The estradiol test can also indicate how well the ovaries are working. Therefore, your doctor may also refer to this test if you have symptoms of an ovarian tumour. The symptoms include:
- bloating or swelling in your abdomen
- trouble eating due to feeling full after eating a small amount of food
- pain in your lower abdominal and pelvic area
- weight loss
- frequent urination
An estradiol test usually isn’t used alone to make a diagnosis. However, the results of this test may help your doctor decide if further testing is necessary.
People undergoing transgender hormone therapy may receive estradiol. If so, their estradiol levels may be regularly tested and monitored by their doctors.
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Estradiol test preparations
Certain factors can affect estradiol levels. It’s important that you and your doctor discuss these factors. They may ask you to stop taking a certain medication or change the dose before your test.
Medications that can affect your estradiol levels include:
- birth control pills
- estrogen therapy
- phenothiazines, which are used to treat schizophrenia and other mental disorders
- the antibiotics tetracycline (Panmycin) and ampicillin.
Estradiol levels can also vary throughout the day and with a woman’s menstrual cycle. As a result, your doctor may ask you to have your blood tested at a certain time of day or at a certain time in your cycle. Conditions that can affect estradiol levels include:
Estradiol test results
- Normal levels of estradiol (E2) for menstruating women range from 15 to 350 picograms per millilitre (pg/mL).
- For postmenopausal women, normal levels should be lower than 10 pg/mL.
Estradiol levels that are higher than normal may suggest:
- early puberty
- tumours in the ovaries or testes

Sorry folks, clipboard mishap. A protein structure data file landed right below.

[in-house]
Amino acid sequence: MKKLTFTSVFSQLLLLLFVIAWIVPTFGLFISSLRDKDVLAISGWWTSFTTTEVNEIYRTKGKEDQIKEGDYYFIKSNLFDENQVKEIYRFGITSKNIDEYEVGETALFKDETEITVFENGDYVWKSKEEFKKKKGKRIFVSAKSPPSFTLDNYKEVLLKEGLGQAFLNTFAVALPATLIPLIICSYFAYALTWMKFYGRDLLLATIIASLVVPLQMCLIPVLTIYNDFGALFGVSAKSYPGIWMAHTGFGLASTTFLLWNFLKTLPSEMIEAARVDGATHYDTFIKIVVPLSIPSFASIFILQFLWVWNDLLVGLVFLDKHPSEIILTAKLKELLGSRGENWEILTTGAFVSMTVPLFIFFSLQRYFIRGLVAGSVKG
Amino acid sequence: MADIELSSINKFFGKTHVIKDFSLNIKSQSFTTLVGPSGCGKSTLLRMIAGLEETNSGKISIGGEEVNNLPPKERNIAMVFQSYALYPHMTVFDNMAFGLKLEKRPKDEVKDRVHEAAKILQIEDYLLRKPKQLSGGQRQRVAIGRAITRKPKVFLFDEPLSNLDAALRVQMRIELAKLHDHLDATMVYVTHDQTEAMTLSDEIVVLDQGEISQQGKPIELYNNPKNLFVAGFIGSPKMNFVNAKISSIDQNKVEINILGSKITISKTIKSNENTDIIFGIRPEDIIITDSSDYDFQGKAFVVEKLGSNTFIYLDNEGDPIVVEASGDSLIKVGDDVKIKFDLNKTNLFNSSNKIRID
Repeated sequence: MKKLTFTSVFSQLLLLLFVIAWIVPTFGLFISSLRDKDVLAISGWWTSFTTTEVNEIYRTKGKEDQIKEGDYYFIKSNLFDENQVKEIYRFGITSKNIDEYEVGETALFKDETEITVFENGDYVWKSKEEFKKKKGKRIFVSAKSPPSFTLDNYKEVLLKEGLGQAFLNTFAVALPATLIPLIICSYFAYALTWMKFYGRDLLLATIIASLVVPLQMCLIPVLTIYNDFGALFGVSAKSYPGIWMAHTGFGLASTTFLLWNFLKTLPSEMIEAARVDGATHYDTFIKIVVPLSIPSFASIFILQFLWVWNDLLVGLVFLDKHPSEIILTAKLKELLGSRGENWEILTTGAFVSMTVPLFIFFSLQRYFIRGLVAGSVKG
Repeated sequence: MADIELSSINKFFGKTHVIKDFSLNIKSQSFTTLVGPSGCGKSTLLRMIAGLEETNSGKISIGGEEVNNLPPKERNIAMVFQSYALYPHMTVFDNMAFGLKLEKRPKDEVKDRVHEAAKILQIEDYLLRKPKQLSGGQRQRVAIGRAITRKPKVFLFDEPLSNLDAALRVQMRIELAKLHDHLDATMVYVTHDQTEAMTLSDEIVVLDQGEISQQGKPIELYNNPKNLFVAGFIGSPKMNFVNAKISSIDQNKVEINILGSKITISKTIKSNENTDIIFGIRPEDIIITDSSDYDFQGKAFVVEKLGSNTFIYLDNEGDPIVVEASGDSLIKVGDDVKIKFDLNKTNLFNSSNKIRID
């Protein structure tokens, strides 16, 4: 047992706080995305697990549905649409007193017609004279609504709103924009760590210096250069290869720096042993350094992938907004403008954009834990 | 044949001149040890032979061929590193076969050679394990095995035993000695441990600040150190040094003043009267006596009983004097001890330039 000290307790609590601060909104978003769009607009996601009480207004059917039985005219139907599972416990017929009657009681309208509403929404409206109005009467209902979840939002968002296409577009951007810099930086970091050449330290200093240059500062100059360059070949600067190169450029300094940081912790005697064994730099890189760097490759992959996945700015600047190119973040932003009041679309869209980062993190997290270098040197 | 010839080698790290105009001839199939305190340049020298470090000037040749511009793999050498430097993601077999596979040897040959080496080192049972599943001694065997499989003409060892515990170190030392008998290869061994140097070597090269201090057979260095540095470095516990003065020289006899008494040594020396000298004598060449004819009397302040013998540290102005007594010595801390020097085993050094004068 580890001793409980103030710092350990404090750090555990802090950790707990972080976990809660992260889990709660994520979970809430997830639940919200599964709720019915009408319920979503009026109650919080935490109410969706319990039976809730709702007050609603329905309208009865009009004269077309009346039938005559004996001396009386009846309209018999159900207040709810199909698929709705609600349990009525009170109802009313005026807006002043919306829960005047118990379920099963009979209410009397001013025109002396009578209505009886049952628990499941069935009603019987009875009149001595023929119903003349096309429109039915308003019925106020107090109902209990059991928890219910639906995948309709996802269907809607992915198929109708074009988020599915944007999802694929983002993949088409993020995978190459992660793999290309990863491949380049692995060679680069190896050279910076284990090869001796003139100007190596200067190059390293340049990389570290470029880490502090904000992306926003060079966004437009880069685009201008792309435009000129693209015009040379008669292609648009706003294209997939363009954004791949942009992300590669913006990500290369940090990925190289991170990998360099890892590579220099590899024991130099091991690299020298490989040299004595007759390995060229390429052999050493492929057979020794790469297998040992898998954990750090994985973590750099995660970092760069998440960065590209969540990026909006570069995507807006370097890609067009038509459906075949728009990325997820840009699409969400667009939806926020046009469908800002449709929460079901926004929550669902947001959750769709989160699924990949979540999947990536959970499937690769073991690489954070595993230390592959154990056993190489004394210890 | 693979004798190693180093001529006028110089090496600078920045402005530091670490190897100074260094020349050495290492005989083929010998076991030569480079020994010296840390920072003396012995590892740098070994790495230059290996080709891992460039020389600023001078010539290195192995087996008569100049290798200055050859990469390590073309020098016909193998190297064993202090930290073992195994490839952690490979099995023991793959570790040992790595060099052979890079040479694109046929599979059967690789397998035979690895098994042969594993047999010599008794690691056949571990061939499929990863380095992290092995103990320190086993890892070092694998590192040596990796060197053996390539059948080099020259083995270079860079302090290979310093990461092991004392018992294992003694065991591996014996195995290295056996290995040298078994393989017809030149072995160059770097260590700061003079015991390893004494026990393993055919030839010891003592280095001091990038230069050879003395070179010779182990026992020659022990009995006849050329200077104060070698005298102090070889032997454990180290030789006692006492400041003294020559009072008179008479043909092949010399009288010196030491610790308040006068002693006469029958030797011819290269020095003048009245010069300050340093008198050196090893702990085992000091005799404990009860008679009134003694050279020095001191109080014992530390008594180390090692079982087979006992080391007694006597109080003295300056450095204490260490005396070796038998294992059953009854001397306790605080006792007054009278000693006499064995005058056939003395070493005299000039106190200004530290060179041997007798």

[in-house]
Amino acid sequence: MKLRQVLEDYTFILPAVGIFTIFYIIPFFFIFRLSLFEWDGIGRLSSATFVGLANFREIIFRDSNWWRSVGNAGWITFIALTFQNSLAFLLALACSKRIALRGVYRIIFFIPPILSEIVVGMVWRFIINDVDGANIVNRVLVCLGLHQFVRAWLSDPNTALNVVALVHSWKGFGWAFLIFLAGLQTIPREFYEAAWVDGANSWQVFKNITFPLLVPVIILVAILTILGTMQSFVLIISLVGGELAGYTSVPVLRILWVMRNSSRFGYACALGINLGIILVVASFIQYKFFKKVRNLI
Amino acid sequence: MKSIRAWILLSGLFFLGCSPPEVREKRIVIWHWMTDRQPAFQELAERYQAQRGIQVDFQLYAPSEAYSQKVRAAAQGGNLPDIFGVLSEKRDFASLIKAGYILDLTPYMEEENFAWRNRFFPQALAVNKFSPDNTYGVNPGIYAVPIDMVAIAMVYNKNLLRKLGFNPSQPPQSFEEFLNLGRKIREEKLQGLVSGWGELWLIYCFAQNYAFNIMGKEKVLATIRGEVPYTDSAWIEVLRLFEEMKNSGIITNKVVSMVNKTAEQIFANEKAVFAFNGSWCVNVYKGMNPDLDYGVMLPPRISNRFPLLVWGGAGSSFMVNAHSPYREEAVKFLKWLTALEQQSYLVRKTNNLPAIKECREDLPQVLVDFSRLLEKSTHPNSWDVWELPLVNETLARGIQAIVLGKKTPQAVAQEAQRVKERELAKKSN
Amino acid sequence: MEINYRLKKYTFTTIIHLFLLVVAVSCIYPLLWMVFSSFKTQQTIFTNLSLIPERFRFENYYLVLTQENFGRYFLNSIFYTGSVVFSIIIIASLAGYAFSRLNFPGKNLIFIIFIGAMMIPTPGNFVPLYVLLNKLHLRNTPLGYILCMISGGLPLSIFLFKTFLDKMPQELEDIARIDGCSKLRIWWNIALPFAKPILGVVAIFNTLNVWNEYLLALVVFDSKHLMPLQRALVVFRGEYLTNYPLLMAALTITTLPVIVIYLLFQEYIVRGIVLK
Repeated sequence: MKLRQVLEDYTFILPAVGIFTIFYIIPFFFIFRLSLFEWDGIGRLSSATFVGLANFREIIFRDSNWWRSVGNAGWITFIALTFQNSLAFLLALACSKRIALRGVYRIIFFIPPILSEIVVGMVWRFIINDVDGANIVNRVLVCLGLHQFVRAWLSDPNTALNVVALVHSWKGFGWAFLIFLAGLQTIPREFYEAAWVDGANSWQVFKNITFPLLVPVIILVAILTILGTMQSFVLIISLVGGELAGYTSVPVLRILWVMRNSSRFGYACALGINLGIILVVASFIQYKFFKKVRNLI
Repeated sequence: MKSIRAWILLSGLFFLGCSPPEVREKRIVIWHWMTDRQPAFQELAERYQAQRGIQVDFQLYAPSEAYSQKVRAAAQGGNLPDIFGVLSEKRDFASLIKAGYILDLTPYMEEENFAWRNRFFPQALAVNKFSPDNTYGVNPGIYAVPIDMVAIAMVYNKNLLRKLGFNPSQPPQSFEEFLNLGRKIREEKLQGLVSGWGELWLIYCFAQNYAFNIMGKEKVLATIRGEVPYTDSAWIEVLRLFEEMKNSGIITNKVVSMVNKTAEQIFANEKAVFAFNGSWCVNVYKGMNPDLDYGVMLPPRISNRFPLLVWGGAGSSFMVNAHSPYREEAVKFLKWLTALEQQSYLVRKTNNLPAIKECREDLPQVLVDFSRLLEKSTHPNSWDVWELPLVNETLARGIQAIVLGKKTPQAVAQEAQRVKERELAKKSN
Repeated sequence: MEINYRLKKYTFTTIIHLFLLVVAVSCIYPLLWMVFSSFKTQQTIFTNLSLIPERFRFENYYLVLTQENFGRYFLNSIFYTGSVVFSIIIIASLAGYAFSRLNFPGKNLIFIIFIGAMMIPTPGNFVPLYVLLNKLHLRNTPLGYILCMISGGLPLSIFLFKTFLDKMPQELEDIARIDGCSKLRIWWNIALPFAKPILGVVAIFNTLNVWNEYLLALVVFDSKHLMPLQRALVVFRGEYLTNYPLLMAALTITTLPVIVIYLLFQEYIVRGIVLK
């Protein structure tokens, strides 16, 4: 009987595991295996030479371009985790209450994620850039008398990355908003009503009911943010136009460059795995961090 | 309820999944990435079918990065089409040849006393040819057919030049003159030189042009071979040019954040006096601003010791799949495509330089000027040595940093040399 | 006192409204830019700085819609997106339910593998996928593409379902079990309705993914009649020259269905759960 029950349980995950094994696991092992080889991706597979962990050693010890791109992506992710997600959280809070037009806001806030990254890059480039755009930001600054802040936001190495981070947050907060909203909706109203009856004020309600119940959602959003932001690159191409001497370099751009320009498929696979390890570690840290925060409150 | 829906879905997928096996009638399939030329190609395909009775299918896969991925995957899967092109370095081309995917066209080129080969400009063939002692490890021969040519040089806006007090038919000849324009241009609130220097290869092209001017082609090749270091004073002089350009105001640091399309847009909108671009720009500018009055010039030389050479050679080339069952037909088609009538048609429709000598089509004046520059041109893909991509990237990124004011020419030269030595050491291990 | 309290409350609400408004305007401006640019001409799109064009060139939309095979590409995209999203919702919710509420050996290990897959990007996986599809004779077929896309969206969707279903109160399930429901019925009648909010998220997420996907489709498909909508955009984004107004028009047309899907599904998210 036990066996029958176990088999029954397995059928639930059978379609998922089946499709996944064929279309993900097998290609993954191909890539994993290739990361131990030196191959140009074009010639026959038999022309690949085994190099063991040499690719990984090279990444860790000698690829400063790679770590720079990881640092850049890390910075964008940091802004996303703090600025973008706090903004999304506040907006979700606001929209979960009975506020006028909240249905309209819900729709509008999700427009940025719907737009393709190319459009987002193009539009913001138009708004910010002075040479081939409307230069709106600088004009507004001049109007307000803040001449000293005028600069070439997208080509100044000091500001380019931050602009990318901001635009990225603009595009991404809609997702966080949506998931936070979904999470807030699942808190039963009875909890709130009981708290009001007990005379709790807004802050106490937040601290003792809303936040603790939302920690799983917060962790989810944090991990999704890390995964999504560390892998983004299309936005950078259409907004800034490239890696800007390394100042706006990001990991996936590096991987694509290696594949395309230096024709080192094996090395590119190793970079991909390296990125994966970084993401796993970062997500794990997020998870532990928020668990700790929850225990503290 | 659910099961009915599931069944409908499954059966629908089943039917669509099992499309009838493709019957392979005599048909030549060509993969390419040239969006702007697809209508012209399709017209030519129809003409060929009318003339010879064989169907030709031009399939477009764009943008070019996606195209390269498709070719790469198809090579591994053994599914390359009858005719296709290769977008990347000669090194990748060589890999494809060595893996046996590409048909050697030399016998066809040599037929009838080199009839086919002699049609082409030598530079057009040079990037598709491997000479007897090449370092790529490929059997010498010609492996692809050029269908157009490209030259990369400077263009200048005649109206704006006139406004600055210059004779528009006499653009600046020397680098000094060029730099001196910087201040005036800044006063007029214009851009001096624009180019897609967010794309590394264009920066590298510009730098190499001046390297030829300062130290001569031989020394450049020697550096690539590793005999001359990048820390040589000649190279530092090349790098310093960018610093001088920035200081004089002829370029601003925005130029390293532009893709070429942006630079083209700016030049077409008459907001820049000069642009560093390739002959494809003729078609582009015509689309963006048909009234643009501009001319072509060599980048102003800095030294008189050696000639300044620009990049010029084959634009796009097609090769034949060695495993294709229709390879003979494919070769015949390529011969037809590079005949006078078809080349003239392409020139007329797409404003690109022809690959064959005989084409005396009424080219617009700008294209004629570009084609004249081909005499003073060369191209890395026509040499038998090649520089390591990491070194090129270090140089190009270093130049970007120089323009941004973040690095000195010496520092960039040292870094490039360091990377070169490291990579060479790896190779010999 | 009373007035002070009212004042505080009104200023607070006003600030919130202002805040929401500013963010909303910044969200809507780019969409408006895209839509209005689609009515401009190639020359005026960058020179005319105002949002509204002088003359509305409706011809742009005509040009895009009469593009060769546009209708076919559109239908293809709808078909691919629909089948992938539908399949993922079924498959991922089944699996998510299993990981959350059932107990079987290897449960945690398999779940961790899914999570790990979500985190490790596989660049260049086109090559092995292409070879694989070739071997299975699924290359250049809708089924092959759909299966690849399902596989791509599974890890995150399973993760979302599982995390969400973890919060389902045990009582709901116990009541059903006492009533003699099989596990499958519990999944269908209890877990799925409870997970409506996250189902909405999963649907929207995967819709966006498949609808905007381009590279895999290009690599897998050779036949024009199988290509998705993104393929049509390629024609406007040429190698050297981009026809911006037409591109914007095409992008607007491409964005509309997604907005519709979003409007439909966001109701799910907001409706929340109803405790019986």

- gynecomastia, which is the development of breasts in men
- hyperthyroidism, which is caused by an overactive thyroid gland
- cirrhosis, which is scarring of the liver
Lower than normal levels of estradiol may suggest:
- Turner syndrome, which is a genetic disorder in which a female has one X chromosome instead of two
- ovarian failure, or premature menopause, which occurs when the ovaries stop functioning before the age of 40
- polycystic ovarian syndrome (PCOS), a hormone disorder with a wide range of symptoms that are also believed to be a leading cause of infertility in women
- depleted estrogen production, which can be caused by low body fat
- hypogonadism, which occurs when the ovaries or testes don’t produce enough hormone
Once the results of your estradiol level test are available, your doctor will discuss the results in detail with you and then present you with options for treatment.
Depending on your estrogen test results and your symptoms, your doctor may recommend other tests to help pinpoint a diagnosis.
One common test checks for levels of follicle-stimulating hormone (FSH). FSH manages the menstrual cycle in women and stimulates egg production in the ovaries. In men, FSH prompts the production of sperm. If infertility is a concern, a test of FSH and luteinizing hormone (LH) are appropriate for men and women. The same is true if early puberty is suspected in boys or girls.